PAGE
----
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Summer Solstice Blessings…2017

Blessed Summer solstice…’tis the longest day of the year. Blessed be!

Tuesday Tributes: Victims of Hate

Charleena Lyles, a pregnant, 30-year-old mother of four, is the most recent person to be gunned down in cold blood by killer cops. She was murdered by the very police officers she contacted for help, when she called them to report an attempted burglary. From the Seattle Times:

Dozens of people attended a vigil Sunday night for a 30-year-old woman fatally shot by Seattle police as department use-of-force investigators probed how officers wound up killing a woman who had called police for help. Just after 10 a.m. Sunday, Seattle police responded after the woman had called to report an attempted burglary at her Magnuson Park apartment. At some point, police said, she displayed a knife and two officers shot and killed her.

Relatives identified the woman as Charleena Lyles. Family members said she was several months pregnant and had been struggling with mental-health issues for the past year. They said she was concerned authorities would take her children, one of whom they said has Down syndrome. Family members arriving about two hours later were distraught and questioned why police shot her. She was “tiny,” they said, and believe her race — she is African American — was a factor.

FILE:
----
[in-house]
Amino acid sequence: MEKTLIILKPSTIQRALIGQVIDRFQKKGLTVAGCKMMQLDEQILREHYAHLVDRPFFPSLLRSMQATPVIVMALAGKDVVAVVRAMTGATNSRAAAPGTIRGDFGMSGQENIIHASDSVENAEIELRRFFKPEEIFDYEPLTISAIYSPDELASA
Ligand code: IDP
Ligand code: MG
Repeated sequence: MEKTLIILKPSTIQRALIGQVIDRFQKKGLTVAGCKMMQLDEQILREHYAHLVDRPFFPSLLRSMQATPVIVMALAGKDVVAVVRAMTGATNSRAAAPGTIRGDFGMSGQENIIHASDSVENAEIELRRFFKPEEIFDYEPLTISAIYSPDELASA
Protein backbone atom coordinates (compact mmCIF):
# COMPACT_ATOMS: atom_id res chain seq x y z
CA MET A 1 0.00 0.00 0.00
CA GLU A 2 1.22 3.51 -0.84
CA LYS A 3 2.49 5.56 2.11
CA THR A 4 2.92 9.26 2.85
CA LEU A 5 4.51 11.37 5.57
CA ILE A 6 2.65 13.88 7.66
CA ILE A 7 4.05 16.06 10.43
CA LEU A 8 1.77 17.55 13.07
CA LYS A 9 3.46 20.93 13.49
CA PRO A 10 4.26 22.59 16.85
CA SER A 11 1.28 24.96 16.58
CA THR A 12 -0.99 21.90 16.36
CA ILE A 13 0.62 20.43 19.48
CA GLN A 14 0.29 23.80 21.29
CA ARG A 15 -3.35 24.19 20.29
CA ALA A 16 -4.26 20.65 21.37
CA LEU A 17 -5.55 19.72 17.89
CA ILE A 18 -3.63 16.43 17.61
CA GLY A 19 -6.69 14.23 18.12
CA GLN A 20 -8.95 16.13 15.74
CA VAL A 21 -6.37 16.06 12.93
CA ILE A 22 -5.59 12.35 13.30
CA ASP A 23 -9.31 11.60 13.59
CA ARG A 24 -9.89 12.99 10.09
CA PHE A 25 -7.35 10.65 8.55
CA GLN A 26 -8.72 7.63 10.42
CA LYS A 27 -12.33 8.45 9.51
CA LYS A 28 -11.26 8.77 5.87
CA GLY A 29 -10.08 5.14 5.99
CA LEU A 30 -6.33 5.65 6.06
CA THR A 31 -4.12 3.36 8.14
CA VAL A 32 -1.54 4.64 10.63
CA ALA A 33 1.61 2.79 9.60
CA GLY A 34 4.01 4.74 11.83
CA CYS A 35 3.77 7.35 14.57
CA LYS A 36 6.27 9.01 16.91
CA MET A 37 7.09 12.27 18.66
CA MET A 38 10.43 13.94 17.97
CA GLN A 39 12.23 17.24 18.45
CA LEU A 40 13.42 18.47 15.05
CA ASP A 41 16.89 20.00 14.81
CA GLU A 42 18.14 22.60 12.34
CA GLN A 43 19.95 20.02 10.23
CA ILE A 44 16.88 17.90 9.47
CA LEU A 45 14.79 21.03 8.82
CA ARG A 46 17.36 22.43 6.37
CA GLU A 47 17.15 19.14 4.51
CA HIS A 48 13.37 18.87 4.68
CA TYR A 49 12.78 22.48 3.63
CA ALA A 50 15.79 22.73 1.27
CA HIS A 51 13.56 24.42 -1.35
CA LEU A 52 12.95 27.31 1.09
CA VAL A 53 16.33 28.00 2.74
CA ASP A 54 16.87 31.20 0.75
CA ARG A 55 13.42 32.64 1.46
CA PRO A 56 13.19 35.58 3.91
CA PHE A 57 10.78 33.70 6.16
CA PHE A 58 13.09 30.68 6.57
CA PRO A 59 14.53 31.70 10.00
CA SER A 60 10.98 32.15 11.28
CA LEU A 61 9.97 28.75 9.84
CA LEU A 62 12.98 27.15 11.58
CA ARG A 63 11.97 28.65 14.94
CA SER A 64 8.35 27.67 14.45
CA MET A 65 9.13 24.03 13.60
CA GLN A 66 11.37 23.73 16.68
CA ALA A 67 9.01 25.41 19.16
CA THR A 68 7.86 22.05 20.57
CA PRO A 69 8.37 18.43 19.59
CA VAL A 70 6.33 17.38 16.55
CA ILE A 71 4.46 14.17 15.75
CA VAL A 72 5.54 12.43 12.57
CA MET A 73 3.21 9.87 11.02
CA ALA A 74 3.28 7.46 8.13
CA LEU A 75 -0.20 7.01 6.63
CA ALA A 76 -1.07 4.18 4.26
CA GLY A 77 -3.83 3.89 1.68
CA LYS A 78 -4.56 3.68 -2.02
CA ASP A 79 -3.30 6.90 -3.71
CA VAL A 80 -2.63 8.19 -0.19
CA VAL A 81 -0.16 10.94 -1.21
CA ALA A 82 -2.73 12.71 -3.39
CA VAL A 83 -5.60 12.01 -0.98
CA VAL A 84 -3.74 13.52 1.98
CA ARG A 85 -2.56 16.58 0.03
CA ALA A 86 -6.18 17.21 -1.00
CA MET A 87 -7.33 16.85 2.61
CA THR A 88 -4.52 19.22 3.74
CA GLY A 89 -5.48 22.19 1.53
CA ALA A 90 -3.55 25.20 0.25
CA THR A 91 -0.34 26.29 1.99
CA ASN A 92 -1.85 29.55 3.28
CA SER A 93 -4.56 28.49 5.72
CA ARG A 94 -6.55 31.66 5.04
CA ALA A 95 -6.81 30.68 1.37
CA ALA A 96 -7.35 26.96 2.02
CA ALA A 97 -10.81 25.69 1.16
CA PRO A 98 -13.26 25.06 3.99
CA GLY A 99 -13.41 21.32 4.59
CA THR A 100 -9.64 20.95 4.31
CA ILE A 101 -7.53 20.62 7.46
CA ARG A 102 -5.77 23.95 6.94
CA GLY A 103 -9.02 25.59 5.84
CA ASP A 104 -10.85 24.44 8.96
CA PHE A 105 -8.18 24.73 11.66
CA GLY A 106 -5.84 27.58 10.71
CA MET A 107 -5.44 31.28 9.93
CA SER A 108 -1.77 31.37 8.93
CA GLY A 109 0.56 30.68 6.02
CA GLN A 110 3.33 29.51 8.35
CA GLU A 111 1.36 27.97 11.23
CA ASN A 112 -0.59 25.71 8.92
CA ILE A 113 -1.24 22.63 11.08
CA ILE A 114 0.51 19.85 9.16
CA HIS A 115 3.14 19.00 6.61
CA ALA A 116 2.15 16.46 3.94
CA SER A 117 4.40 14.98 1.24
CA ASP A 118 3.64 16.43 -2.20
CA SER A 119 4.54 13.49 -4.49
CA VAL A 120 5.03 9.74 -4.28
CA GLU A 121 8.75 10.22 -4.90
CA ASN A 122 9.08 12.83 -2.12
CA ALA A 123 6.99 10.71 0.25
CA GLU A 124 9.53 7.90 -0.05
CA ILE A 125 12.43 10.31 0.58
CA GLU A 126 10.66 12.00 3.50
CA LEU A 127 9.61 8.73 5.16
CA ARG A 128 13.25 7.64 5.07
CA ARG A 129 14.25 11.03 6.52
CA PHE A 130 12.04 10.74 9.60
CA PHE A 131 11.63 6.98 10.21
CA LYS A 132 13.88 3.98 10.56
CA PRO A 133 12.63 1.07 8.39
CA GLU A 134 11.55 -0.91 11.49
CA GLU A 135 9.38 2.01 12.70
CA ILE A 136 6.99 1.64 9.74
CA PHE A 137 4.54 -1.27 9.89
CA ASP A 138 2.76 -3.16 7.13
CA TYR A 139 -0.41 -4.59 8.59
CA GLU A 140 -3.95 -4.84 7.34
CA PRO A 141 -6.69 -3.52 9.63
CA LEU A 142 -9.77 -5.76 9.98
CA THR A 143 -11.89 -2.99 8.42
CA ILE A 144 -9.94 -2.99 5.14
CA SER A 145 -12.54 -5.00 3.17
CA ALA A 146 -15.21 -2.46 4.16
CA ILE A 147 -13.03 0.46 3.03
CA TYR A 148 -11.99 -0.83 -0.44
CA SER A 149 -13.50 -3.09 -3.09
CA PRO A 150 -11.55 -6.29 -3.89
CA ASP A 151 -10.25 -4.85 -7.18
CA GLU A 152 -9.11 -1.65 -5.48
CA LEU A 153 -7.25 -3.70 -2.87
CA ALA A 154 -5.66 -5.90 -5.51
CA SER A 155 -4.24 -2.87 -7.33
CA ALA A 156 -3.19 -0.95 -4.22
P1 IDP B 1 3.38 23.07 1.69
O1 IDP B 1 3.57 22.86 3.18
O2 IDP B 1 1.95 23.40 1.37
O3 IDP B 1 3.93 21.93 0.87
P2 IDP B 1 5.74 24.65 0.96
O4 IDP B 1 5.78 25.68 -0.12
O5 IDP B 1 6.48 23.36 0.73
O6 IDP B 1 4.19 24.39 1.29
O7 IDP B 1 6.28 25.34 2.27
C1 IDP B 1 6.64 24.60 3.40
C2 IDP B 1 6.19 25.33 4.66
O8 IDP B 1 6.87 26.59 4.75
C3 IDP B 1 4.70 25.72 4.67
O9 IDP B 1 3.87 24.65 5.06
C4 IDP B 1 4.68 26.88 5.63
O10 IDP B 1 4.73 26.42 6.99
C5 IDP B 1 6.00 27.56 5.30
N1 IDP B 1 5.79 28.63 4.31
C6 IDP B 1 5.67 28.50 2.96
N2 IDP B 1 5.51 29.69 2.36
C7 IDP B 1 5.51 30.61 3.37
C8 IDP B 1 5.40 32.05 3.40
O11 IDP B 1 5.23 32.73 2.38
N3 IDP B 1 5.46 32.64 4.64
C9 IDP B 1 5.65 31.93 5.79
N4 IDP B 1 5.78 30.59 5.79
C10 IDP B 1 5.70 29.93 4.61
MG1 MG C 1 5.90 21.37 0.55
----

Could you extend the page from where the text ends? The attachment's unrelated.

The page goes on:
Yes, she had a knife. She probably wasn’t allowed to own a gun, or maybe she didn’t want guns around her children. She had armed herself to defend herself against the person who was breaking into her house. She called the police to report it – and they shot HER instead. Executed for having the temerity to, you know, do the right thing instead of taking matters into her own hands. But wait, there’s more…

Remember Philando Castile? He was fatally shot by a cop last year, in front of his girlfriend and their 4-year-old daughter. The aftermath of the brutal murder was live-streamed by Diamond Reynolds, as Philando had been cooperating with the cop’s instructions – but was still shot multiple times. From Reuters: